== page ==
REVIEW: The Old Guard (2020)
Releasing a superhero film these days must be daunting. Just last year Marvel’s domination of the genre culminated in the record-breaking, $2.7 billion-grossing epic Avengers: Endgame, meanwhile the DCEU has recently hit it out the park with the likes of Shazam! and Birds of Prey. It’s a crowded market, with the main competition undoubtedly being between these two comic book movie juggernauts.
But that could all change with the arrival of The Old Guard – the latest directorial effort from Gina Prince-Bythewood, who is branching out into action after mainly working in the romance genre (Love & Basketball, Disappearing Acts, The Secret Life of Bees, Beyond the Lights). And she has done so with a completely unique and exhilarating film that shakes up the genre and redefines the ‘superhero.’
Adapted from the comic book of the same name – created in 2017 by Leandro Fernández and the film’s screenwriter Greg Rucka – The Old Guard may be new, but its story is rooted in the past. The eponymous group is a team of immortal mercenaries who have been covertly protecting people around the world for centuries. Key to their immortality is the ability to heal from any wound, no matter how big or small.
While the Avengers might fly through the sky and fight alien creatures in plain view, these vigilantes work underground in the shadows, tackling injustice and saving lives without leaving a trace. The people they help will never know, and there will be no recognition given or monuments built in their honour. The group’s leader and eldest member is Charlize Theron’s Andromache of Scythia – aka Andy – a warrior from ancient times, who is as efficient with a gun as she is with her signature double-bladed axe. Following her lead are soulmates Joe (Marwan Kenzari) and Nicky (Luca Marinelli), whose love for each other provides some sweet moments in the film, and the group’s youngest member, Booker (Matthias Schoenaerts).
Upon their return from a humanitarian mission in South Sudan, the group catches wind of a new immortal: a young US Marine named Nile Freeman (KiKi Layne). Andy takes Nile under her wing, but with that comes great risk. A pharmaceutical company headed by Steven Merrick (Harry Melling) soon discovers their powers and seeks to use them for financial gain under the guise of scientific progress. Stuck in the middle is Copley, a conflicted ex-CIA agent with a hidden tragic past, portrayed compellingly by Chiwetel Ejiofor despite his more minor role in the story.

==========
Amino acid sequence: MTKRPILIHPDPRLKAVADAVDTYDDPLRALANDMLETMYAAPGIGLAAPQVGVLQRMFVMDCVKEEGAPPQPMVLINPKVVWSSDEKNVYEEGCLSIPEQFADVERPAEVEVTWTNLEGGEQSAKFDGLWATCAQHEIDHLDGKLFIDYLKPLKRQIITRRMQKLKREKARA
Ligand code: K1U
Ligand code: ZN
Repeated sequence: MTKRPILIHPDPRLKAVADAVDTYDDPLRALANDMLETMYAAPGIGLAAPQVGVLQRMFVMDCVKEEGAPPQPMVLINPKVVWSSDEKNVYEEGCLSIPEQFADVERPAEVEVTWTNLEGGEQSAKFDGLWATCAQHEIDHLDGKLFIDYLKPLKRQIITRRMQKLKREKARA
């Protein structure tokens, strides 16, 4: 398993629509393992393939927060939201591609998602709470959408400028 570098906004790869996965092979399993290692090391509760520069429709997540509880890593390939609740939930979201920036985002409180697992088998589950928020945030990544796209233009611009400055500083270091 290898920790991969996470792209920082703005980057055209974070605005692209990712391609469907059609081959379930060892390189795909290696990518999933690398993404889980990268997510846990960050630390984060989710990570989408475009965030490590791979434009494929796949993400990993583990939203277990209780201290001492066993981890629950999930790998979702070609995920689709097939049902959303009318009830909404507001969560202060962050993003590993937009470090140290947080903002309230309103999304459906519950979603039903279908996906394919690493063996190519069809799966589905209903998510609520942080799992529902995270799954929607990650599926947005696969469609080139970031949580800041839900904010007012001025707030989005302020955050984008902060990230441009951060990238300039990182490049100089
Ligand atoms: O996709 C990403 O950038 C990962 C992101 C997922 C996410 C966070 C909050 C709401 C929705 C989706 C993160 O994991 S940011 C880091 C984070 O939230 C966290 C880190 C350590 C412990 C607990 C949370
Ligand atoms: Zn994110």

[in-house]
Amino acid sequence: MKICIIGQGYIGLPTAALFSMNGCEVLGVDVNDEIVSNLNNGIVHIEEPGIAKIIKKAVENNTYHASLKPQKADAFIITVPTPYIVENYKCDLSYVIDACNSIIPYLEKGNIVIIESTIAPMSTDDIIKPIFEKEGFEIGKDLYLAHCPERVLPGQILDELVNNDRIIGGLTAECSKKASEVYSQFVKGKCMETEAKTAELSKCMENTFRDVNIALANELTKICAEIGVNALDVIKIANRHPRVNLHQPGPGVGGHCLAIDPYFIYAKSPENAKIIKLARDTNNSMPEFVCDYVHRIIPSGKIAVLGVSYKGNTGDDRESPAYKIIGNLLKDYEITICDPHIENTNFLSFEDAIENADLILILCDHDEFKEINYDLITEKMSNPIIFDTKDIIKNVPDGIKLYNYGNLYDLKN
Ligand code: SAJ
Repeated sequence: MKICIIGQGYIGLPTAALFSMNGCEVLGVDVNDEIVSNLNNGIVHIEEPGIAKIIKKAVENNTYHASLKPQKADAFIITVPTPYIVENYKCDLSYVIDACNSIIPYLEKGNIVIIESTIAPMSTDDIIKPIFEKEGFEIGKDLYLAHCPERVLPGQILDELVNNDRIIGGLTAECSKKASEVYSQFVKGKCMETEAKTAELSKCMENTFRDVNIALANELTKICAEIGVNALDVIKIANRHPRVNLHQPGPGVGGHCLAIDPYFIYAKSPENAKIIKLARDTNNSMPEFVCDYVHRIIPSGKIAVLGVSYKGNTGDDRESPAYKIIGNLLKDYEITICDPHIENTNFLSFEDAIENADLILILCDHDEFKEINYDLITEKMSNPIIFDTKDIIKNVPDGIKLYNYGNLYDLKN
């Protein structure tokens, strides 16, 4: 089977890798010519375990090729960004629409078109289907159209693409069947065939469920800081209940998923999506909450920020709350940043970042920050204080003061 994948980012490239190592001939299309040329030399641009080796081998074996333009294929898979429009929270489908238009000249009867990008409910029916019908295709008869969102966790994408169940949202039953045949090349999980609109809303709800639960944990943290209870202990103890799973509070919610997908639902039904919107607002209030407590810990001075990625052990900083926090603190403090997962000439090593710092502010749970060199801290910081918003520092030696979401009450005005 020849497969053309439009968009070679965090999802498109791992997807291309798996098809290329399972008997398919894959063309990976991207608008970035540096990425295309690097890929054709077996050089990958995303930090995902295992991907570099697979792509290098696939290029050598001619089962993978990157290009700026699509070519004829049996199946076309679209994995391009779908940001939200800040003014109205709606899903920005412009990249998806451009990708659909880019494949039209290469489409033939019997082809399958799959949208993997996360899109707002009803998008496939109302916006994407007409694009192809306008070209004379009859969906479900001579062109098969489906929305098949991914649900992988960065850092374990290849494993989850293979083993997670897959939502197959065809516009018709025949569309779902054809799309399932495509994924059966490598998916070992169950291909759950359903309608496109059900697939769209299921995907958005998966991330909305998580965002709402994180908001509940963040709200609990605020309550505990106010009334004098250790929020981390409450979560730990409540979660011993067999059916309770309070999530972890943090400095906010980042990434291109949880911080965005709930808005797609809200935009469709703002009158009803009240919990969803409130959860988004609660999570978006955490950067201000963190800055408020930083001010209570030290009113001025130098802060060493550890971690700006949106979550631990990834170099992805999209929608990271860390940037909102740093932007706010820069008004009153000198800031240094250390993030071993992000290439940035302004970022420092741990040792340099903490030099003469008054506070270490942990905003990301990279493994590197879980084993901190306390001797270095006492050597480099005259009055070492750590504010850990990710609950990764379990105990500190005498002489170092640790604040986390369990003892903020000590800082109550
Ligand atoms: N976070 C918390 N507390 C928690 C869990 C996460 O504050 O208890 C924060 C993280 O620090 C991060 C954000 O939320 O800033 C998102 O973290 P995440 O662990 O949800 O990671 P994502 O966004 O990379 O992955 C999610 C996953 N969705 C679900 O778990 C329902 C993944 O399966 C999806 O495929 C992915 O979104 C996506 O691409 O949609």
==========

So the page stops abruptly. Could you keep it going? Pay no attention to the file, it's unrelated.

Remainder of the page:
Introducing five new superbeings with different origins and hundreds of years of backstory means there’s a lot of ground to cover. However, we learn enough to start to get to know them – particularly Andy and Nile – without too much being revealed. It seems that, should this turn into a full-blown franchise, there will be so much more to find out about them. This will be especially warranted for Joe, Nicky and Booker, who are noticeably less of a focus than the leader and the new recruit.
There are no big and bold personalities here, but rather a band of likeable characters who, despite their superpowers, just seem like normal people. Flashy high-tech suits and CGI spectacle are left by the wayside, and in their place are unostentatious fight scenes with our heroes sporting plain jeans and T-shirts. The visuals might be toned down in comparison to the usual superhero fare, but the super slick choreography and often-handheld camerawork make the action scenes incredibly enthralling.
While the film generally subverts genre expectations to make for something original and exciting, at times it’s predictable and falls prey to the ‘one-note villain with a master plan’ cliché. Merrick has little motive beyond wanting to make money, which makes him come off as being evil for the sake of it. Regardless, Melling – who many will remember as the bratty Dudley Dursley from multiple Harry Potter films – plays him well and seeing him in the role was quite the pleasant surprise.
The Old Guard might be a superhero film by name, but by nature it’s more than that. It’s based in the realm of fantasy and the supernatural, layered with elements of a spy thriller, and topped off with moments of stirring drama.
It stands out from superhero films that came before it by not having the stakes be a matter of life and death. Instead, it’s their freedom that’s at risk. Capture is the ultimate threat for Andy and her team; an eternity spent at the mercy of somebody else’s will is a fate even worse than death. As such, the film doesn’t take the concept of immortality at face value. It treats it as the thought-provoking issue that it is and discusses it in a serious but engaging way, which is perhaps one of the many advantages of the comic’s own co-creator taking charge of the screenplay. If anyone was to take the source material seriously, it would be him.
Above all, it takes a swing at the glass ceiling that has long been a fixture of the superhero genre both on-and off-camera. With two women at the forefront and a Black female director at the helm, The Old Guard has already done what the MCU and the DCEU took years to do. It shows that women can direct and lead action-packed superhero films with all the blood, gore and violence that come with them. And they’re damn good at it, too.
The Old Guard releases on Netflix 10th July
Directed by: Gina Prince-Bythewood
Written by: Greg Rucka
Cast: Charlize Theron, KiKi Layne, Matthias Schoenaerts